Welcome Back to the Bible Blog!
So we went from reading one book, such as Genesis, over a 2+ week time frame, to reading one book, such as Joshua, in 1 week, to now reading one book, Ruth, in ONE DAY!
We’ve also covered a LOT of ground in 1Samuel in only 6 days (up through chapter 20)… so there’s a lot to summarize, but before we get too far into the story of 1Samuel, a few notes on the structure of the Bible…
Notice how this book, 1Samuel, often referred to as “first Samuel” has a number 1 before it? It’s followed by 2Samuel. You may be familiar with similar numbering of books in the New Testament as well. So there needs to be some clarification as to what these numbers mean.
In the Old Testament when we encounter a book with a number before it, such as 1Samuel, the number represents the number of the scroll on which it was written. Particularly in OT times, writings were done on scrolls and when those scrolls became too large, such as with a lengthy book like Samuel, the scribes would stop when the scroll was large and continue the story on another scroll.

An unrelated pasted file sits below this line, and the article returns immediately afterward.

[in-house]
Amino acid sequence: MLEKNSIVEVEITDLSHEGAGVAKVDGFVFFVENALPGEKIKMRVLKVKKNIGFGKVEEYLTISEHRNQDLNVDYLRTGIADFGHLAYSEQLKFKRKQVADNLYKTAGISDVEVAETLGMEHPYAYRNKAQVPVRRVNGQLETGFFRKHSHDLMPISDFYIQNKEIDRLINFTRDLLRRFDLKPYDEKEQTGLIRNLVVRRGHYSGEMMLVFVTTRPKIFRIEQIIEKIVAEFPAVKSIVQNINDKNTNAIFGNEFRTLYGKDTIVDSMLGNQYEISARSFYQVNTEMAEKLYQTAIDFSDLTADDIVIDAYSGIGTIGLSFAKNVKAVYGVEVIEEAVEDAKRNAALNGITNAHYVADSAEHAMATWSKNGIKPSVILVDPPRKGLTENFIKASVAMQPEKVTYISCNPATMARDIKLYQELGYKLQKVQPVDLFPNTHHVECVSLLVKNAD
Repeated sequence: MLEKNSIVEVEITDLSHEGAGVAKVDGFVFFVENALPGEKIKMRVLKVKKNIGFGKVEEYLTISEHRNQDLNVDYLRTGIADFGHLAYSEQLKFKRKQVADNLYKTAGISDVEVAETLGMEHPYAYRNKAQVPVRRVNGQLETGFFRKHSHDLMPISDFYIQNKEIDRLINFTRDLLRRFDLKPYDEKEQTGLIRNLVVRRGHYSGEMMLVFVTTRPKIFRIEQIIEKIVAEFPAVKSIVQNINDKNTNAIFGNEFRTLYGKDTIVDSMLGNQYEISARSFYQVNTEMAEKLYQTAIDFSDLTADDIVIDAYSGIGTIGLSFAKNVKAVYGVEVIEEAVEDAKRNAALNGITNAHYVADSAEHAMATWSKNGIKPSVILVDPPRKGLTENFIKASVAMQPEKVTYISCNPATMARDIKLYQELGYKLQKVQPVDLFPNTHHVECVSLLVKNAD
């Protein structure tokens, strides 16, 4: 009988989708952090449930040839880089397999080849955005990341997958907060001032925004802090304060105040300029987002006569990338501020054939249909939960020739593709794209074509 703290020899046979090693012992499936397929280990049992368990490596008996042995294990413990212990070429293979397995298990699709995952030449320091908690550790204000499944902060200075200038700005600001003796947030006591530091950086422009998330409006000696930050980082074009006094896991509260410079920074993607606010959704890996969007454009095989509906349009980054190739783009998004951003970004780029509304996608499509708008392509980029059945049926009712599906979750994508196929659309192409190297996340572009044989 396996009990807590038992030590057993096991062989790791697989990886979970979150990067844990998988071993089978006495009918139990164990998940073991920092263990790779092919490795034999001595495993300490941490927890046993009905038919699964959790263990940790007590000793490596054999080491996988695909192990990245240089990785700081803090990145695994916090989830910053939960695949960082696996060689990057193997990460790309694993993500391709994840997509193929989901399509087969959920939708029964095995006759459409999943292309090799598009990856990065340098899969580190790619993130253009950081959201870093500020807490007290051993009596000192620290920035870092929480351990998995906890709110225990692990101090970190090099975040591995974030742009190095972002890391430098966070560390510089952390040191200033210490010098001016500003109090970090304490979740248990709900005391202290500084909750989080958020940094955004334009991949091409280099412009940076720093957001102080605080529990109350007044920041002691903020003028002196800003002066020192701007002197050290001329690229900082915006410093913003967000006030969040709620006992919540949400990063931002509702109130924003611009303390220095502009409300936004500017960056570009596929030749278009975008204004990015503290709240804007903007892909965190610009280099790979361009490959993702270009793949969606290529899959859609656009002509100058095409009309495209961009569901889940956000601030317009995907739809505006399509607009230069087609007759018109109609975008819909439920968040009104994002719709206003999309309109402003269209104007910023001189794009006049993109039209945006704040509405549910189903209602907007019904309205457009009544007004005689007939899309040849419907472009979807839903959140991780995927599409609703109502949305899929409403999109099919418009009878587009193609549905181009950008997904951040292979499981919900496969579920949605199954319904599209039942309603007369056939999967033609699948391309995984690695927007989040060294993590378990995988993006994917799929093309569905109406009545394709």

SO… 1Samuel and 2Samuel are, in fact, ONE BOOK! They are one story written on two different scrolls, kind of like Volume 1 and Volume 2. This is the same with 1Kings & 2Kings (really just one book called Kings), etc. In fact the Hebrew Bible does not separate them into 1Samuel and 2Samuel, because they recognize them as one written work.
However, in the New Testament when we encounter a number preceding a book, such as 1Timothy, we are encountering a unique written document. In these cases they are letters. We aren’t very creative in how we distinguish them, so each letter we find from Paul to Timothy we simply give a number; hence, 1Timothy and 2Timothy. These are two independent letters, not one written document. Understand?